As the 2019 GNCC Racing season returns from summer break this weekend, championships are still on the line with four rounds remaining. With a new venue for this weekend’s return, it makes it even more difficult to pick a clear favorite. Yes, we all know that Kailub Russell and Thad Duvall are the two riders to watch but time and time again it has been proven that anything can happen in off-road, especially in unfamiliar terrain. Let’s take a look at what to expect from this weekend’s Black Sky GNCC.
As mentioned, this event will see uncharted territory for GNCC racers as this marks the first-ever running of the Black Sky GNCC. This event was scheduled to take place last year, but torrential rains flooded the main pit area making it impossible for even the best four-wheel drive vehicles to enter the large field. A new road has been built to eliminate these issues, so we’re officially going racing this weekend. Building a road into a facility is actually somewhat common in GNCC Racing. While many events are held at existing facilities, others are held at family farms, which are a far cry of the amenities of somewhere like the scenic Snowshoe Mountain Resort.
Building a road is just one more task on the to-do list of the GNCC track crew but most folks are amazed at how quickly one of these events can come together. The majority of this staff are full-time employees with Racer Productions and MX Sports, which means often building long off-road race courses one weekend and managing a motocross event the next weekend. This means that it’s not uncommon to have a motocross event Saturday and Sunday, then travel early Monday to the next GNCC event and begin working on the course that evening. Former GNCC XC2 racer Ryan Echols and myself will do the bulk of that track layout work, with GNCC trail boss Jeff Russell handling the layout of the pit, start, and finish areas.
Laying out the woods is definitely no easy task. With a huge field of racers from youth, to beginner big bike riders, riders over 70 years old, professional riders and more, you really have to make a course that is passable for everyone yet challenging as well. You can add in additional sections for pro races, but the lay of the land has a say in that. You also have to stay within the confines of the property, and occasionally a landowner may have specific requests for areas to not be used. On top of all of these factors, there’s just the simple fact that there are some places you look at and see nice, undisturbed soil on top but it gives way to a bottomless pit of mud! While that’s a typical GNCC rite of passage, you also have to be able to make it through it, and at some places that is just not possible.
Since Kailub Russell is Jeff’s son, Jeff actually stays out of the woods to avoid as much drama as possible. The setup of the woods course falls to Ryan and I, with guys like Bob “The Builder” Pierson and long-time GNCC racer Tommy Harris helping pull it all together. While this crew heads into the woods, another crew will handle the numerous tents, banners, and overall facility setup in the pit area. Jeff’s other son, Trevor Russell leads the way, along with former Loretta Lynn’s Ranch manager Alan Brutto and ATV Motocross series administrator Kevin Warta. These two crews grow by the end of the week, and little by little a GNCC facility transforms from nothing more than a field, to a small city packed with people, then back to a field in just a matter of days.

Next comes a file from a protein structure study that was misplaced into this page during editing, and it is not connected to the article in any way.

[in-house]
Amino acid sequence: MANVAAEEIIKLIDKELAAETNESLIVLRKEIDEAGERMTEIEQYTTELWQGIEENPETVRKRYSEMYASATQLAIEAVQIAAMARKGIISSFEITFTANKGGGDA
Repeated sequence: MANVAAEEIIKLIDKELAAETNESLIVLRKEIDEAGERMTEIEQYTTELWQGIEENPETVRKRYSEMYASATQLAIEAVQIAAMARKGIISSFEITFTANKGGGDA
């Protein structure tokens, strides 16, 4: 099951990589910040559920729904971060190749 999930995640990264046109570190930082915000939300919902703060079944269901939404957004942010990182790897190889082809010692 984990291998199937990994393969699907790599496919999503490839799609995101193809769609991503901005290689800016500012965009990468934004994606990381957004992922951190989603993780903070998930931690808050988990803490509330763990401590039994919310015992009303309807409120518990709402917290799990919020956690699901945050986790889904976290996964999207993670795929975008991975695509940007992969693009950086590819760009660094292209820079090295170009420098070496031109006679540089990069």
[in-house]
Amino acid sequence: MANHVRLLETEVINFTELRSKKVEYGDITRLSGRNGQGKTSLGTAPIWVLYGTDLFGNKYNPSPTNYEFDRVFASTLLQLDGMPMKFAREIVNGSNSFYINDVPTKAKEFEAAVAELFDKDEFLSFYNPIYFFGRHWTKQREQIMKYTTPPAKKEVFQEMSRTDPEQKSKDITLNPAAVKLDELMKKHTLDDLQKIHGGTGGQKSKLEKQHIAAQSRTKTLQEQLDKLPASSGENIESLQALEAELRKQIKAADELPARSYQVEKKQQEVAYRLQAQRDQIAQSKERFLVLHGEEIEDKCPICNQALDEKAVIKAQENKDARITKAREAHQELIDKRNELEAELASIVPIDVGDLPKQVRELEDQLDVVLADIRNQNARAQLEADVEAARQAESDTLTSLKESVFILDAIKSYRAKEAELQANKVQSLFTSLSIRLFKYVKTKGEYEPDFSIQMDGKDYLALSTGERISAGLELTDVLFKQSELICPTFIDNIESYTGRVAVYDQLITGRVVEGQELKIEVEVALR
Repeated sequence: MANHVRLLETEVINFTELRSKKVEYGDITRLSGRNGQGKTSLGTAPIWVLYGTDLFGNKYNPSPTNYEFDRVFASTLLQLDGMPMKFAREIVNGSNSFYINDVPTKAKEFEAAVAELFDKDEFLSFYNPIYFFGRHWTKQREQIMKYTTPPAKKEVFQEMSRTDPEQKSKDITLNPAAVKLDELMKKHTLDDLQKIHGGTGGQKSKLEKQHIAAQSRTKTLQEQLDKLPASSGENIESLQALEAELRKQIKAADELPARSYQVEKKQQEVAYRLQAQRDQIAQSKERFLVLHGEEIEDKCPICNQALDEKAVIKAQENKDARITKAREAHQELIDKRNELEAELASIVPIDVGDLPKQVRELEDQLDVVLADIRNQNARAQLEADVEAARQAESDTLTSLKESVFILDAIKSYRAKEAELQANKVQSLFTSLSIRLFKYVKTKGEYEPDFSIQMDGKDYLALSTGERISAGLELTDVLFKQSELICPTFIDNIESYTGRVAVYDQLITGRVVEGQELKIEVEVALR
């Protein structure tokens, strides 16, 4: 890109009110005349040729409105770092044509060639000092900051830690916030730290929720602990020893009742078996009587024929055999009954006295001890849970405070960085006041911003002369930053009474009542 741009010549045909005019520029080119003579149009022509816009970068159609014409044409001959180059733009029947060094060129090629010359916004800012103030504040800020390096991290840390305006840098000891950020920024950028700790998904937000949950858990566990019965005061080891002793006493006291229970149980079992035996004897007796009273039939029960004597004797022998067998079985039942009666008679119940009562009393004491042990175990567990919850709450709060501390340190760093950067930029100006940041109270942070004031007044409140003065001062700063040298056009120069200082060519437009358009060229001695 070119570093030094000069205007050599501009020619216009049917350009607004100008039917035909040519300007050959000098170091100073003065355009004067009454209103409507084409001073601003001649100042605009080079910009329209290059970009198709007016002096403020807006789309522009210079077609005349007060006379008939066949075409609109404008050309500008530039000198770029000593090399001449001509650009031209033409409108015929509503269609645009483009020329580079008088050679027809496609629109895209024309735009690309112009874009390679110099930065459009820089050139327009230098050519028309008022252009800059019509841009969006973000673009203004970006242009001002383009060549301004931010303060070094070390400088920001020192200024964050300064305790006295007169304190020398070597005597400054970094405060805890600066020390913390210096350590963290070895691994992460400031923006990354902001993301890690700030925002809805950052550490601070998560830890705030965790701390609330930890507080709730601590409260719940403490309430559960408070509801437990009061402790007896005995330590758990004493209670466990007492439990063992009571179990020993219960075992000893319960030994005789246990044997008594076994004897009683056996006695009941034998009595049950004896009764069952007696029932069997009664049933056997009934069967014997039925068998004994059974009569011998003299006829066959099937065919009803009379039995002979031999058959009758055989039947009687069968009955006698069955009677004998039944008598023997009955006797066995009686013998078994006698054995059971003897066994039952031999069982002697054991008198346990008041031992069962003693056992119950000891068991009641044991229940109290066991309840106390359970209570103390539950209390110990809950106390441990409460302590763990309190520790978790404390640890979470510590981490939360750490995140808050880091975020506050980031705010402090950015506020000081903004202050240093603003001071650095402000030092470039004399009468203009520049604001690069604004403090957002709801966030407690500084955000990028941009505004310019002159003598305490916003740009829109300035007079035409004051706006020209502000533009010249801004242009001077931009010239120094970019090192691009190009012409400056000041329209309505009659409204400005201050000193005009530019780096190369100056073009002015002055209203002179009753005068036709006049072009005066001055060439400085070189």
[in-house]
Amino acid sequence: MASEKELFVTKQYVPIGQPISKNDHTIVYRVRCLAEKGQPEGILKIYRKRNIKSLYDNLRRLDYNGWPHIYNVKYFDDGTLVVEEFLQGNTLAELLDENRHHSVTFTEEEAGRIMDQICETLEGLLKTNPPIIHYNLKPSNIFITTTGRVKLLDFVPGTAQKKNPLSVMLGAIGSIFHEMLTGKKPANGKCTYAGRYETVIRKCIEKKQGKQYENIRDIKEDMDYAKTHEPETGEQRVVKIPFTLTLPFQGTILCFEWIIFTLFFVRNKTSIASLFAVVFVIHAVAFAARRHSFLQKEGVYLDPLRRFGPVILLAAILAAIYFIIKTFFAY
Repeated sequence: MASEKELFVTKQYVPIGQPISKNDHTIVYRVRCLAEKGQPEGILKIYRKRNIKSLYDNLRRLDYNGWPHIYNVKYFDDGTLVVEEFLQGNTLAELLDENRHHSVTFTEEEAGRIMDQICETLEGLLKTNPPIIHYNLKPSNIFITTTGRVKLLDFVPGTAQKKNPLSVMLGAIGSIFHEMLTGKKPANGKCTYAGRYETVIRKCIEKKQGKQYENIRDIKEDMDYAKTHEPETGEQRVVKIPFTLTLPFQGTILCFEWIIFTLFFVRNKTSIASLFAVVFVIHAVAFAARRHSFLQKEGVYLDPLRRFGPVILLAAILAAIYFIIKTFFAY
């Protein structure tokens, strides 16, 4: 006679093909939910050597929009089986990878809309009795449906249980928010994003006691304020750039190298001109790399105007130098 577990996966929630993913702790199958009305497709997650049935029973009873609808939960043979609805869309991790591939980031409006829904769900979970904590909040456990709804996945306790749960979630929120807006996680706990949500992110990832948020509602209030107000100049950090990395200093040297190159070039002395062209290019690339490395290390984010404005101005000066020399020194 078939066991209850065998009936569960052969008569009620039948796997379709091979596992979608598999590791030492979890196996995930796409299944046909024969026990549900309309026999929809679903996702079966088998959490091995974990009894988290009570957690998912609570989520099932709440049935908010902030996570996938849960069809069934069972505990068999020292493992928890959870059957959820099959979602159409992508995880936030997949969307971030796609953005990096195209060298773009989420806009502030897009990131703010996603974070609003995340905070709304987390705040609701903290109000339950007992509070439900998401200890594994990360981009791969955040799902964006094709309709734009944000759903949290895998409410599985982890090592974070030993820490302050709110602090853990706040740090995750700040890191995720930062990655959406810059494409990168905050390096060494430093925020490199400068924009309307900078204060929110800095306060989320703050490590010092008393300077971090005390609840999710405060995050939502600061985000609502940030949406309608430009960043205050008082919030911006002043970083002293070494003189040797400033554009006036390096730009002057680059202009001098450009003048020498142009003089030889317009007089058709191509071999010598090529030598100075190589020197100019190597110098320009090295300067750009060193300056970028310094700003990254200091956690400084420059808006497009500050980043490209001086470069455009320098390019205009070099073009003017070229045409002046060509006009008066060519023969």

The Black Sky facility is just around an hour away from Unadilla, which hosted GNCC events for a number of years, but this course will be a lot different. While there will be some faster areas, the course overall is a bit tighter and more twisty than the trails at Unadilla. Also, there are several areas with lots of large shell rock that is a bit different than the small rocks you encounter at Unadilla. One similarity to Unadilla will be the length of the course. While most GNCC tracks are anywhere from 11-13 miles, this one will come in just around 10-miles. This means with more laps, so this course could get pretty rough by the end of the weekend. However, some of these rocky areas will help keep the ground together which will give some welcomed relief. Additionally, there are plans to add two sections that only the motorcycles will run (ATVs race Saturday). These will be fresh sections for the 10 a.m. amateur racers and will be good and broken in before the pros take to the track at 1 p.m.
In the past, there have been courses that favored certain riders, but lately Kailub Russell and Thad Duvall have shown that they can excel in any type of terrain. Steward Baylor is beginning to learn that game as well compared to his past reputation as a rider who excels in tough, tighter conditions. Coincidentally these are the three riders who sit atop the GNCC overall point standings. While the XC1, XC2, XC3 and all other amateur classes pay points per class; the GNCC National Championship is determined by everything combined overall.
Additionally, you must finish inside the top 20 overall to even score one point. With a three pro classes plus hundreds of amateur riders on the course at the same time, any sort of mechanical issue can immediately push a rider out of the top 20 and spell disaster for a rider’s championship hopes. Duvall is known as the guy who can take it to Kailub, he has fell victim to this more than once. This year’s Snowshoe GNCC was a disastrous one for Duvall as a mechanical issue left him outside of the top 20, scoring no points for the event. He rebounded with a win at the High Voltage GNCC, the final event before summer break, but Russell still holds a 43-point lead coming into this event.